Dems’ immigration proposal creates national ID card, ‘fingerprints’ database

Raw Story

Democrat: Public more comfortable with idea of national ID cardbiometric ID

Civil liberties groups and even some die-hard supporters of the Democratic Party are raising the alarm over the Democrats’ proposed immigration overhaul, which would see the creation of a national biometric ID card.

“If the biometric national ID card provision of the draft bill becomes law, every worker in America would have to be fingerprinted and a new federal bureaucracy – one that could cost hundreds of billions of dollars – would have to be created to issue cards,” the ACLU said in a statement Thursday, following the release of Senate Democrat’s 28-page proposal (PDF) for comprehensive immigration reform.

“Creating a biometric national ID will not only be astronomically expensive, it will usher government into the very center of our lives. Every worker in America will need a government permission slip in order to work. And all of this will come with a new federal bureaucracy – one that combines the worst elements of the DMV and the TSA,” said Christopher Calabrese, ACLU Legislative Counsel.

As Ezra Klein notes at the Washington Post, no fewer than 10 pages of the proposal are devoted to the “Believe System,” which sets up an ID card for everyone in the work force. “Believe” is an acronym for Biometric Enrollment, Locally-stored Information and Electronic Verification of Employment. The Social Security Administration would be responsible for running the ID card system.

The Democrats’ proposal, whose main backers include Sen. Charles Schumer of New York, makes it clear that the ID cards are intended solely for the purpose of eliminating undocumented immigrants from the work force. It would be illegal for any corporation, level of government or law enforcement officer “to require or even ask an individual cardholder to produce their social security card for any purpose other than electronic verification of employment eligibility and verification of identity for Social Security Administration purposes.”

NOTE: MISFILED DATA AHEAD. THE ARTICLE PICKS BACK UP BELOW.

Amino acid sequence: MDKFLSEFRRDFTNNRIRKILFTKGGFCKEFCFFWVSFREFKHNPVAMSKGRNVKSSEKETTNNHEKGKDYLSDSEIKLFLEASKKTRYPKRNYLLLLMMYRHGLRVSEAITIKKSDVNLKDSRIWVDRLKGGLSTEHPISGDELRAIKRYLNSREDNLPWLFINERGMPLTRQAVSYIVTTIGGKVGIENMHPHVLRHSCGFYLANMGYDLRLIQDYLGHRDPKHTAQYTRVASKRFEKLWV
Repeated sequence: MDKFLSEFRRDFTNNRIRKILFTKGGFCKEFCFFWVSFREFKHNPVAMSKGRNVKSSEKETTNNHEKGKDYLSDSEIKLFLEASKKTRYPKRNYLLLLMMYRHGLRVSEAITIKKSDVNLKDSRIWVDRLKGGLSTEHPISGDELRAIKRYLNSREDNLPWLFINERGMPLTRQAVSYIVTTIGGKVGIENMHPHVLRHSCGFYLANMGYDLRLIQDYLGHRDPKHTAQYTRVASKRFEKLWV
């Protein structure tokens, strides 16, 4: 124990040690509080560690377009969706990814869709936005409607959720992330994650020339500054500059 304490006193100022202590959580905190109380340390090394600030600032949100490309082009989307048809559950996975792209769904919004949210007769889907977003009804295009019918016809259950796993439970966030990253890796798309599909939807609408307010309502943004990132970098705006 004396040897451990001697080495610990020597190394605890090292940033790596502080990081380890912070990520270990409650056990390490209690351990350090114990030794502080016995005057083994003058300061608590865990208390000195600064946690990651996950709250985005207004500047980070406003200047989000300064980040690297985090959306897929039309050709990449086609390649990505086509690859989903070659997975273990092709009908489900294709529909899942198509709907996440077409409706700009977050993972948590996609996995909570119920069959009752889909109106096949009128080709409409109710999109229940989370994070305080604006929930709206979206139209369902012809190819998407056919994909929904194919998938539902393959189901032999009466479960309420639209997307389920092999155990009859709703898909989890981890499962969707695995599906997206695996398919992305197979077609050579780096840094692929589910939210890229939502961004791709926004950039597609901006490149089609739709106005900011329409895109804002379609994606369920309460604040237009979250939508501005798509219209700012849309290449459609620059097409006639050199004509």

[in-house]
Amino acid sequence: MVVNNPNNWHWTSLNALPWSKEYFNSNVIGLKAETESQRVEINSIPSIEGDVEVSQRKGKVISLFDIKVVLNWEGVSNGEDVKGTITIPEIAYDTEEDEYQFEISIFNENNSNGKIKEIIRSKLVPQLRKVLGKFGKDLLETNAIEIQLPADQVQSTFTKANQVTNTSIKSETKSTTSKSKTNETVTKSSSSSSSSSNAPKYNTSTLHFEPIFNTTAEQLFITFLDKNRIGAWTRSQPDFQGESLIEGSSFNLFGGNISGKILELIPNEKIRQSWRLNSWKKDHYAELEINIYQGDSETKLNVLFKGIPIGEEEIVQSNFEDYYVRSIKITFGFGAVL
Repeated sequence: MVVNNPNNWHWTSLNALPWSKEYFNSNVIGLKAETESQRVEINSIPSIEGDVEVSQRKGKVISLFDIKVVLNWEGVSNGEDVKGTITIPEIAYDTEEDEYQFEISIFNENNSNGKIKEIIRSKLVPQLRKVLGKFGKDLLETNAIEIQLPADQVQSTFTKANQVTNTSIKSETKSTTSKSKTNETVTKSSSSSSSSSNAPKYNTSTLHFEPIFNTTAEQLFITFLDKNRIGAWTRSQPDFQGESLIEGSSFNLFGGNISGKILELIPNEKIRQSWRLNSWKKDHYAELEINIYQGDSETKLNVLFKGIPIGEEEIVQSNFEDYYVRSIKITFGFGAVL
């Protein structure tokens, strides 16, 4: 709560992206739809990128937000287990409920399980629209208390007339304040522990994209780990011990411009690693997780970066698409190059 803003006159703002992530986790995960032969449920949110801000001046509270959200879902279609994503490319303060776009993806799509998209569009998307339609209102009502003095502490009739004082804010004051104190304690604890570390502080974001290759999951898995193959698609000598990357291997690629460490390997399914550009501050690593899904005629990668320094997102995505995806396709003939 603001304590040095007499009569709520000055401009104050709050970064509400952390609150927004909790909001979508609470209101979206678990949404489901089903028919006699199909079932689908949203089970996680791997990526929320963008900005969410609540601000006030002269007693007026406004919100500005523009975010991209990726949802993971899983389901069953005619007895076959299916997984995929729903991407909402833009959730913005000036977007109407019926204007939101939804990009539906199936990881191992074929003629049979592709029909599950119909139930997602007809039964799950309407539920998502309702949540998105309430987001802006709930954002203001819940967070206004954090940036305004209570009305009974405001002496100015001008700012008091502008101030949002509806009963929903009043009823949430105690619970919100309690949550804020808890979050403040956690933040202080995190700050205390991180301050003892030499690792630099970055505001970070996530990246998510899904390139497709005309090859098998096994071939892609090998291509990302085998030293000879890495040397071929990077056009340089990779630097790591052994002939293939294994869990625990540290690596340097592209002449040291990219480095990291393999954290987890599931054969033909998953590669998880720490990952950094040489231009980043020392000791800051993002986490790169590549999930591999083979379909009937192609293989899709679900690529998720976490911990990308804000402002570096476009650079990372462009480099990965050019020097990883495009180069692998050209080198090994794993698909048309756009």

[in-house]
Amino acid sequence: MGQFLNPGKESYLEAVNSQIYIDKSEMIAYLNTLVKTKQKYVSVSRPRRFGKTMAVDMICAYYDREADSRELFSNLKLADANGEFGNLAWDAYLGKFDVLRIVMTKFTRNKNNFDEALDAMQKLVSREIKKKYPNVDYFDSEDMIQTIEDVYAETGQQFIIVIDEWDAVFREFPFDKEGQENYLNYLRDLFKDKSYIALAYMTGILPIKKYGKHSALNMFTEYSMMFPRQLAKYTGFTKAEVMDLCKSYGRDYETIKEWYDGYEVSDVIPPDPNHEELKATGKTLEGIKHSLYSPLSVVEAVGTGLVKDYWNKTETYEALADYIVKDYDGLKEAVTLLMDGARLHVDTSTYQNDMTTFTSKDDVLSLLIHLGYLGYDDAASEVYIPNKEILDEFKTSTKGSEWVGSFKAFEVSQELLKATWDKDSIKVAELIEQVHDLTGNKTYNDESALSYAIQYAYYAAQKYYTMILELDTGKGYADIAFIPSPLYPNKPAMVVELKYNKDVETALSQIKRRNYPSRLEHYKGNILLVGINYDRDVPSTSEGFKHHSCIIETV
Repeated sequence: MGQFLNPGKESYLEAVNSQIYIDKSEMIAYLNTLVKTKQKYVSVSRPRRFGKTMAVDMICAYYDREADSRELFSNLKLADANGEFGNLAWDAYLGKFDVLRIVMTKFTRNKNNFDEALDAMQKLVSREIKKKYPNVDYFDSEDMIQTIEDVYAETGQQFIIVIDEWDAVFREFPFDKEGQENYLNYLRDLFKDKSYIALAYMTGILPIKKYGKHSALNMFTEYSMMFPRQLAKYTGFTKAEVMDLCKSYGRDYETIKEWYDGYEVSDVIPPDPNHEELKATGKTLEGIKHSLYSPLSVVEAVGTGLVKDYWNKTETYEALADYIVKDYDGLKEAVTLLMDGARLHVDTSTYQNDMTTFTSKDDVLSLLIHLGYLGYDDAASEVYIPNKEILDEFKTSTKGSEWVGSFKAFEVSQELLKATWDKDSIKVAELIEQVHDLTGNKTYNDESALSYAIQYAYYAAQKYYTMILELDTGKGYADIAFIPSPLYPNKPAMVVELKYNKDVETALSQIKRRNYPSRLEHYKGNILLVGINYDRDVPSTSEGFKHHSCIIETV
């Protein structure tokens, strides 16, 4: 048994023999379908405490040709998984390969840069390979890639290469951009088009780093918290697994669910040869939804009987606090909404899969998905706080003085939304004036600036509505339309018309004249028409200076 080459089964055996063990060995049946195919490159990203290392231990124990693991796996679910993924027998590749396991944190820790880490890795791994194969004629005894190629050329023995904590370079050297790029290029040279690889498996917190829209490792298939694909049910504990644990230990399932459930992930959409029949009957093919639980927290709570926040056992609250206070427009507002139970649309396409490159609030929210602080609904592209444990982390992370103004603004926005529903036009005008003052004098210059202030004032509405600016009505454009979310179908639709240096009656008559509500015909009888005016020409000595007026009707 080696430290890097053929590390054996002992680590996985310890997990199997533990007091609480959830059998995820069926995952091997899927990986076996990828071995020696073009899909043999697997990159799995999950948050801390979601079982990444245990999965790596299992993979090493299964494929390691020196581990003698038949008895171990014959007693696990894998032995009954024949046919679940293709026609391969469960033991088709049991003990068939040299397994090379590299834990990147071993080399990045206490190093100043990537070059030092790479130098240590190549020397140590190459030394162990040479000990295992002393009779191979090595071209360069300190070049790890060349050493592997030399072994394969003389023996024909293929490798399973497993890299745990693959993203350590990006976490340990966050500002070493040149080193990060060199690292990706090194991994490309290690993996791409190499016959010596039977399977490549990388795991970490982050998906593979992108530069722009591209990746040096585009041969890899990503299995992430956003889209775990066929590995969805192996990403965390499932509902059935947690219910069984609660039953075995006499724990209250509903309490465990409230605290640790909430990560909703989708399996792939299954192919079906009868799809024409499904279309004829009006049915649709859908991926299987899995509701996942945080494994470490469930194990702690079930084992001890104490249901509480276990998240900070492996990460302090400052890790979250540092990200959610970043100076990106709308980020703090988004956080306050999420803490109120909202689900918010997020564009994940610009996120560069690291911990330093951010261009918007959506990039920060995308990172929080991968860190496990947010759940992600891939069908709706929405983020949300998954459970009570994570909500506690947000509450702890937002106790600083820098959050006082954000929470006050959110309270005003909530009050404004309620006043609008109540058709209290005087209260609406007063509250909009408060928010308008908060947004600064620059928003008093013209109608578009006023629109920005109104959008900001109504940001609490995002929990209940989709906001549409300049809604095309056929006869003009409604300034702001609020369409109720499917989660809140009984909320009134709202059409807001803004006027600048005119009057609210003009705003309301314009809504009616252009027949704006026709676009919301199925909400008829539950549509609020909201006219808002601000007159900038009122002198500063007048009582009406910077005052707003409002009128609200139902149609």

But that does not satisfy many activist groups, including some pro-Democrat groups supporting immigration reform. An unnamed representative of one such group told The Hill that the ID card proposal sounds “Orwellian.”

The ID card proposal “will give people some pause,” said Angela Kelley, immigration policy chief at the liberal Center for American Progress, as quoted at The Hill.

Sen. Dick Durbin, Democrat of Illinois, defended the proposal in the face of early criticism, telling The Hill that he believes the public has become more comfortable with the idea of a national identification card.

“The biometric identification card is a critical element here,” Durbin said. “For a long time it was resisted by many groups, but now we live in a world where we take off our shoes at the airport and pull out our identification. … People understand that in this vulnerable world, we have to be able to present identification.”

Among the other elements of the immigration proposal is an eight-year waiting list for amnesty for undocumented migrants. Provided an undocumented migrant currently in the US pays his or her taxes, does not commit a crime and learns English in an eight-year period, they will be eligible for legal status.